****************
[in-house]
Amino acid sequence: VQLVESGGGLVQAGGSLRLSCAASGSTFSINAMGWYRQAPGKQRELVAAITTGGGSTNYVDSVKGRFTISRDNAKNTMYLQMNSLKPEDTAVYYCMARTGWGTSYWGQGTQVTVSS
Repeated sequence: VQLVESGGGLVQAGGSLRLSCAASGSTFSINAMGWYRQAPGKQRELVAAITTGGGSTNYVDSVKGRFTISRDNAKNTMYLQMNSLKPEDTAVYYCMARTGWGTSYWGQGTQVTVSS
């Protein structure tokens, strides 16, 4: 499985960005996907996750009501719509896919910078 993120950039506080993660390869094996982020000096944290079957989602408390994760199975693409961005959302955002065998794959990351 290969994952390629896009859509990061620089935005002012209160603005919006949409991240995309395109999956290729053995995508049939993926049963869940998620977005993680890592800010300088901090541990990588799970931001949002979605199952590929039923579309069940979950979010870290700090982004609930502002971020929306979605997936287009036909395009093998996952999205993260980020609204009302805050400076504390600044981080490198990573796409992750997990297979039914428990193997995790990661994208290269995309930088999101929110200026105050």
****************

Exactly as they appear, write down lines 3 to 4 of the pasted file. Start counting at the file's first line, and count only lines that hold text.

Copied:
Repeated sequence: VQLVESGGGLVQAGGSLRLSCAASGSTFSINAMGWYRQAPGKQRELVAAITTGGGSTNYVDSVKGRFTISRDNAKNTMYLQMNSLKPEDTAVYYCMARTGWGTSYWGQGTQVTVSS
């Protein structure tokens, strides 16, 4: 499985960005996907996750009501719509896919910078 993120950039506080993660390869094996982020000096944290079957989602408390994760199975693409961005959302955002065998794959990351 290969994952390629896009859509990061620089935005002012209160603005919006949409991240995309395109999956290729053995995508049939993926049963869940998620977005993680890592800010300088901090541990990588799970931001949002979605199952590929039923579309069940979950979010870290700090982004609930502002971020929306979605997936287009036909395009093998996952999205993260980020609204009302805050400076504390600044981080490198990573796409992750997990297979039914428990193997995790990661994208290269995309930088999101929110200026105050």